There was a good turnout for the September Meeting in which we held an exhibition of members finds and I would like to thank Paul and Stuart and also Maurice for bringing along some finds to show. Nigel also gave us a short talk on some of his collection of Roman items, a Roman plumbob and part of a Roman aphora handle. As Nigel was a bricklayer, he showed us how they would have been used in the construction of Roman buildings and how they could still be used today, using the same methods that the Romans did e.g. the Aphora handle to coat bricks with coloured ochre and how the lead plumb bob would have been used on a length of string attached to a nail, suspended in a slot in a piece of straight wood with a hole at the bottom for the plum bob to sit. Thanks also to Dick Watcham, Stuart Elton and Daniel Lewis for talking about finds they had made, how they documented them and the enjoyment they get from their hobby.
Congratulations to Mary Partridge for winning the best artefact with her medieval chaffing dish handle, the runner up being a medieval pendant and to Colin Gilbert our Finds Table Officer for the best coin with a bronze Roman Sestertius of Commodus, closely followed by a lovely silver denarius. There were a total of 17 items on the finds table, comprising 8 artefacts and 9 coins. Thanks to everybody for their contributions.
Winner - Medieval Chaffing Dish Handle
Runner-Up Medieval Pendant
Medieval Key Medieval Vesica Seal
Medieval Wotsit 13th century brooch
Watch Winder Pipe Tamper (Modern)
Winner - Roman Bronze Sestertius
Runner-up Silver Denarius
James VI Scotland 1600 Silver Hammered Cut Quarter (King John) 1199-1216
Mary Groat 1574 Long Cross Silver Penny 1344/51 Edward III
Token (Spade Guinea) German Jetton (1585)
Don’t forget next month’s meeting is on the 1st October and we have John JcCabe talking about Colchester- Conobolin to Boadicea.
The talk by David Johnson at the August Meeting was about the history of Grange Barn at Coggeshall which was built in 1275 and is still standing today, thanks to a dedicated group who rescued it in the 1960’s from destruction by the local Council who wanted to demolish it. The Barn is one of the oldest and largest in Europe of its type and is a superb example of medieval craftsmanship. It is now looked after by The National Trust and is available for hire for barn dances, weddings, craft fairs and a host of other events. It’s original use was as a Tythe Barn to thresh and store the grain from the huge Estate that surrounded it. Also inside is an exhibition of woodworking tools owned by Bryan Saunders, a renowned wood craftsman. David’s talk was very informative and I’m sure we all learnt a lot about the history from the period when the Barn stood.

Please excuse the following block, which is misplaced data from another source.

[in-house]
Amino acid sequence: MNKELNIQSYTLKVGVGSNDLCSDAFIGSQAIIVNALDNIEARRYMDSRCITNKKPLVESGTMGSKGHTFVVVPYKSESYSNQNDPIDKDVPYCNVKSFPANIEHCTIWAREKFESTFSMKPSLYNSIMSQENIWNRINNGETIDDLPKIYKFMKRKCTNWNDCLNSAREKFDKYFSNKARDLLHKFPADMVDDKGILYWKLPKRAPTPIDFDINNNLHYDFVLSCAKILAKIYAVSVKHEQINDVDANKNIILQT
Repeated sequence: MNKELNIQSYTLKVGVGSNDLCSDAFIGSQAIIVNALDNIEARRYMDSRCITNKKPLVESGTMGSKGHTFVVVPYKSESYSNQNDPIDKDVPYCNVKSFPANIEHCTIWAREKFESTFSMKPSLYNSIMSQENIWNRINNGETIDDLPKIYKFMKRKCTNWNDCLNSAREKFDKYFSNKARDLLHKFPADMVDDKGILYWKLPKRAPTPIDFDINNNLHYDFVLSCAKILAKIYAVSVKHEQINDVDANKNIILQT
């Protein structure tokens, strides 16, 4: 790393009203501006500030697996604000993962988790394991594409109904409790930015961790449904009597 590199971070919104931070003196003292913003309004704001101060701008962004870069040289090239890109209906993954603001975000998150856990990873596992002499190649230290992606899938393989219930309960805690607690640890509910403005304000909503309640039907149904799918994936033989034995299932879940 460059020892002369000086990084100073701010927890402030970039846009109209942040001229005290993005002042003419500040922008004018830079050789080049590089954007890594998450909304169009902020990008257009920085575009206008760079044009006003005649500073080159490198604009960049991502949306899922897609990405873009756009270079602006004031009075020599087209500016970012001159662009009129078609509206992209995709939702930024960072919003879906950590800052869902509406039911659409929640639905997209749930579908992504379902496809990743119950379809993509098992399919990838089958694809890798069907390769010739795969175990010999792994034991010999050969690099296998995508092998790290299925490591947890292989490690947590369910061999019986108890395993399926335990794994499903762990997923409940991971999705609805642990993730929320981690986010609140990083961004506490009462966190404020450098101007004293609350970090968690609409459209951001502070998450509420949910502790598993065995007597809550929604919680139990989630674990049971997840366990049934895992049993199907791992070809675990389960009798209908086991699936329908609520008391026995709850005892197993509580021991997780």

At the July Meeting, we had a very interesting talk from Sam Moorhead, the National Finds Adviser for Iron Age and Roman Coins from the P.A.S. and Treasure at the British Museum.
He told us how metal detectorists have changed the way that Roman Britain was thought to have been settled by previous Roman experts such as Reece, who said in his book on Roman Britain that Suffolk was sparsely populated by the Romans as few coins have ever been found. Now due to the amount of coins recorded by detectorists, Suffolk has been found to have the highest amount of coins found and was very intensely farmed with most of the grain being sent to Europe. Also many lost Roman roads have been plotted onto maps by recording coins found by us and tribal borders are often marked by rivers as coins found on one bank were not found on the opposite side which is something which has come to light. Also, the ancient coast line has been traced by Roman coins found in some areas and not in others because these areas were covered by sea water at the time of Roman occupation. So this proves what a valuable contribution metal detecting is in helping towards understanding what happened in Britain nearly 2,000 years ago, where people were living and working at that time.
Sam is also very keen to see all our Roman grots as some are very rare and he reckons to be able to identify the vast majority so bring along all your grots and give them to Laura to pass on to Sam at the British Museum although there is a backlog of 15,000 coins at the moment. You never know you may have a very rare coin sitting in your grot box.
The coin find of the month went to Maurice Rogers our Secretary and Treasurer with a beautiful quarter gold noble in very nice condition, a true find of a lifetime. The best artefact went to Paul “Shaggy”’s statue which was found at the Boxted Rally Fun Day Out. Congratulations to both winners.
A special prize was presented to Rio Hughes age 6 for the best find of the day at the Rally. He is our youngest member and is seen receiving his trophy from Barry Heayes our Chairman
BARRY AND RIO
barry and club secretary maurice
Maurice Rogers' quarter gold noble
Barry & Paul (artifact winner)
Paul's statue; find of the month,
Barry our Chaiman Thanking Sam Moorhead From the B.M. for an excellent talk on roman coinage of Great Britain
MORE THINGS FROM THE FINDS TABLE
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